Northwestern University Feinberg School of Medicine

Center for Genetic Medicine

Microarray Processing


Microarray is the first high-throughput genome technology developed in the mid-1990s. Over the years, this technology has seen tremendous growth and maturation. It was orginally developed for gene expression profiling, but its application soon diversified into other areas, including genotyping, DNA methylation analysis, and copy number variation analysis with comparative genomic hybridization (CGH). Attested by the large amounts of data deposited in major genomics databases such as Gene Expression Omnibus (GEO), microarray technology has significantly advanced high-throughput genome research for over two decades.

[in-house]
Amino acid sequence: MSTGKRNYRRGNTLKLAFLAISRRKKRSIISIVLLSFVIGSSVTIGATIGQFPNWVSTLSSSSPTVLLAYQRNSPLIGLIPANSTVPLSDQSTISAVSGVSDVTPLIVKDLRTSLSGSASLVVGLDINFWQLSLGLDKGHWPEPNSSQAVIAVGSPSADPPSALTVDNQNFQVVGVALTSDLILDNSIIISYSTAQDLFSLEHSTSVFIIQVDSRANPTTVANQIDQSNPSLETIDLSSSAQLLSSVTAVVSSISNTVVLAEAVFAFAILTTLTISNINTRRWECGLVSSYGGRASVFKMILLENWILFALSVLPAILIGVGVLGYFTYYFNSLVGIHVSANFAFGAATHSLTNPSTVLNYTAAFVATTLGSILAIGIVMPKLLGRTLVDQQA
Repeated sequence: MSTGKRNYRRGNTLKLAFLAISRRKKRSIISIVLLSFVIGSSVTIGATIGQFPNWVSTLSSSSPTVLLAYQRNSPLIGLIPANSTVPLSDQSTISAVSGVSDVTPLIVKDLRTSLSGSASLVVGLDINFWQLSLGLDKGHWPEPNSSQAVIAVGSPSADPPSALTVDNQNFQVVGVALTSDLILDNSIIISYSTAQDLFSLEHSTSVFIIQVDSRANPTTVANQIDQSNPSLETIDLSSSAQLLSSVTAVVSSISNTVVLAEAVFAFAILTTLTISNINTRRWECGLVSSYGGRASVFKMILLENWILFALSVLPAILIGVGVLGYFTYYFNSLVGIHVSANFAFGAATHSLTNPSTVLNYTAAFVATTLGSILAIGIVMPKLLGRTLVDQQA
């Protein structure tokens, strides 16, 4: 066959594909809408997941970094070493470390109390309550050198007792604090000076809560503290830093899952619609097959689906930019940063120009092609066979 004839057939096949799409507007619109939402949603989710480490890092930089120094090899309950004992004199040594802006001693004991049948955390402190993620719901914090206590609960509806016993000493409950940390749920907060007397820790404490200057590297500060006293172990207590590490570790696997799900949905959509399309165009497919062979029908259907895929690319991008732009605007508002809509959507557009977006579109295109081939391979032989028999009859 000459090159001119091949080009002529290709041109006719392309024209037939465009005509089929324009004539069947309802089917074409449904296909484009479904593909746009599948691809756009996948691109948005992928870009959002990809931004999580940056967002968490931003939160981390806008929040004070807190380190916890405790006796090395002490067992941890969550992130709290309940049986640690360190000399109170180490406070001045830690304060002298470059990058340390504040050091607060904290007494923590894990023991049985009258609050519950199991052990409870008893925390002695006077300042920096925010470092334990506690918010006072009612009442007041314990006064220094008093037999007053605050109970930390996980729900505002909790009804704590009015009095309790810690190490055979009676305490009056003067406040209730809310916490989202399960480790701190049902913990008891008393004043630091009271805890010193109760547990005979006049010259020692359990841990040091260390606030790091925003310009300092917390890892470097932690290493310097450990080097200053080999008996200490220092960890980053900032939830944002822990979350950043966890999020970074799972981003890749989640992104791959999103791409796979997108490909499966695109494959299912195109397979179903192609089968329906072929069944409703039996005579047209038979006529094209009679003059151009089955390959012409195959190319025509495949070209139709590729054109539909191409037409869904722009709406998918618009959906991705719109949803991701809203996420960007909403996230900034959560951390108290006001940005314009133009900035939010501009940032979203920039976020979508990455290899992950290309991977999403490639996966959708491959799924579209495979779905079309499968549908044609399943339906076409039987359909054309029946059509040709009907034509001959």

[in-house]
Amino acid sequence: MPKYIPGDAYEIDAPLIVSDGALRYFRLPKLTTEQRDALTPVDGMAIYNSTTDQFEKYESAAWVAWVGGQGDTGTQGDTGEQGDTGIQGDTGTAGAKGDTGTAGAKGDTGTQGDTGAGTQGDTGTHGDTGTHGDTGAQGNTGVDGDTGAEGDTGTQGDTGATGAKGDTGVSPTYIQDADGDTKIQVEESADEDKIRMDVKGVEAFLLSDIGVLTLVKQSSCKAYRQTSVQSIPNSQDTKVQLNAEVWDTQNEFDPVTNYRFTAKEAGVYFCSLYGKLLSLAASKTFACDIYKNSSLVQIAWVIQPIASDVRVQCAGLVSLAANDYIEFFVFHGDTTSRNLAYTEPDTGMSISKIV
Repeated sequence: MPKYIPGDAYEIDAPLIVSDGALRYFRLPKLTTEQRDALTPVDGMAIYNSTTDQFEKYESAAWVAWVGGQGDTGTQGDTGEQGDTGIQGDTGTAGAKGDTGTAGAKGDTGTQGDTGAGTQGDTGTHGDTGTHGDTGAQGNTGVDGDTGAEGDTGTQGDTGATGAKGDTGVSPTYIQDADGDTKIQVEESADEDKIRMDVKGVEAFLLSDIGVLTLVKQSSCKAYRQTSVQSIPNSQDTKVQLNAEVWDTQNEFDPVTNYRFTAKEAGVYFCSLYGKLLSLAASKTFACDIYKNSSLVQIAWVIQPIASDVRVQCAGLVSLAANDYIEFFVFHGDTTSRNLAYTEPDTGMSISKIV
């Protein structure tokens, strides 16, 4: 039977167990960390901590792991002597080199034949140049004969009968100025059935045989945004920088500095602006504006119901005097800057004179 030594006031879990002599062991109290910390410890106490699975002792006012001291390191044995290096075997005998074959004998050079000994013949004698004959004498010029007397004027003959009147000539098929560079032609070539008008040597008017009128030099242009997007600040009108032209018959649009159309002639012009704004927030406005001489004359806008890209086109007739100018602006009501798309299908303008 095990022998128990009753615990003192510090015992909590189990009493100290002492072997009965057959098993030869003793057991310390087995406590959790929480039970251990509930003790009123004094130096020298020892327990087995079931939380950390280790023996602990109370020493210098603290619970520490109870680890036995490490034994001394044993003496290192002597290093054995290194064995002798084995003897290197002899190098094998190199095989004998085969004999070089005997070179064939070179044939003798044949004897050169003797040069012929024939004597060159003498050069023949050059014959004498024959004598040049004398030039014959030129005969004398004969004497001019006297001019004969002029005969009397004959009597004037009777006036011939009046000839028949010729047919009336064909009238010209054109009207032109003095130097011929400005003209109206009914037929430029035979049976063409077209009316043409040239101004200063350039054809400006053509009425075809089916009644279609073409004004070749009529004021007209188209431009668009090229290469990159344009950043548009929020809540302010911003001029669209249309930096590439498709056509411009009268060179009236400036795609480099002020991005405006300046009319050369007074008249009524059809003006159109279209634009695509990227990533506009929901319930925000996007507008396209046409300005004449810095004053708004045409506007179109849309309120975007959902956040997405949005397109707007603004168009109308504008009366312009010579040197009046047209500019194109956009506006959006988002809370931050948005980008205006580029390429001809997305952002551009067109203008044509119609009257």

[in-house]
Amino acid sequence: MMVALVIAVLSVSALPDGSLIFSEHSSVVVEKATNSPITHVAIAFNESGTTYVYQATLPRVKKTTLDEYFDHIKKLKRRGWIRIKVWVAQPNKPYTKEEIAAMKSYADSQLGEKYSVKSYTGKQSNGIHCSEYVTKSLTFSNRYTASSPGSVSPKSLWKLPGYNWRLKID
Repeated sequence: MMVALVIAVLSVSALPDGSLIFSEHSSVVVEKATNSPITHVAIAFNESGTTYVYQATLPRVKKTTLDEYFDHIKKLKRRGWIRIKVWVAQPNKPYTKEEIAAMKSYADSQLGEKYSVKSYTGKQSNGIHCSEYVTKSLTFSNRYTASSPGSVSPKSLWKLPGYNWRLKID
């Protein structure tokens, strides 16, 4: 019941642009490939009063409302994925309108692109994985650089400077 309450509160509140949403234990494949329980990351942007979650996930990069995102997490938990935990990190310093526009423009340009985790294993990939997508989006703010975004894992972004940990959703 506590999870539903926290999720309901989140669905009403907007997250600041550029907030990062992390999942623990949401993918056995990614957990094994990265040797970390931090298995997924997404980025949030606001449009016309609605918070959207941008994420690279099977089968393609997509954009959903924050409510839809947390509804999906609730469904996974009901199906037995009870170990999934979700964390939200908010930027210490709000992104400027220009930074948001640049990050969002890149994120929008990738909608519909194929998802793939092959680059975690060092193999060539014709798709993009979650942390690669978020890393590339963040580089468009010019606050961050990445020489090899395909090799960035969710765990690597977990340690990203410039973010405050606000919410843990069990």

Different from next-gen sequencing, microarray is based on hybridization of nucleic acid molecules present in research samples to pre-designed probes. Signal readouts from the hybridization are then used to analyze gene expression pattern, DNA sequence polymorphism, epigenetic modification, genome instability, etc. Based on how probes are generated and immobilized, there are different microarray platforms. The NUSeq Core provides support to two of the most widely adopted microarray platforms, i.e., the Affymetrix GeneChip and the Illumina BeadArray systems. NUSeq also provides bioinformatics services to data generated on both platforms.

Microarray Platforms


Major Applications and Sample Requirements


Frequenty Asked Questions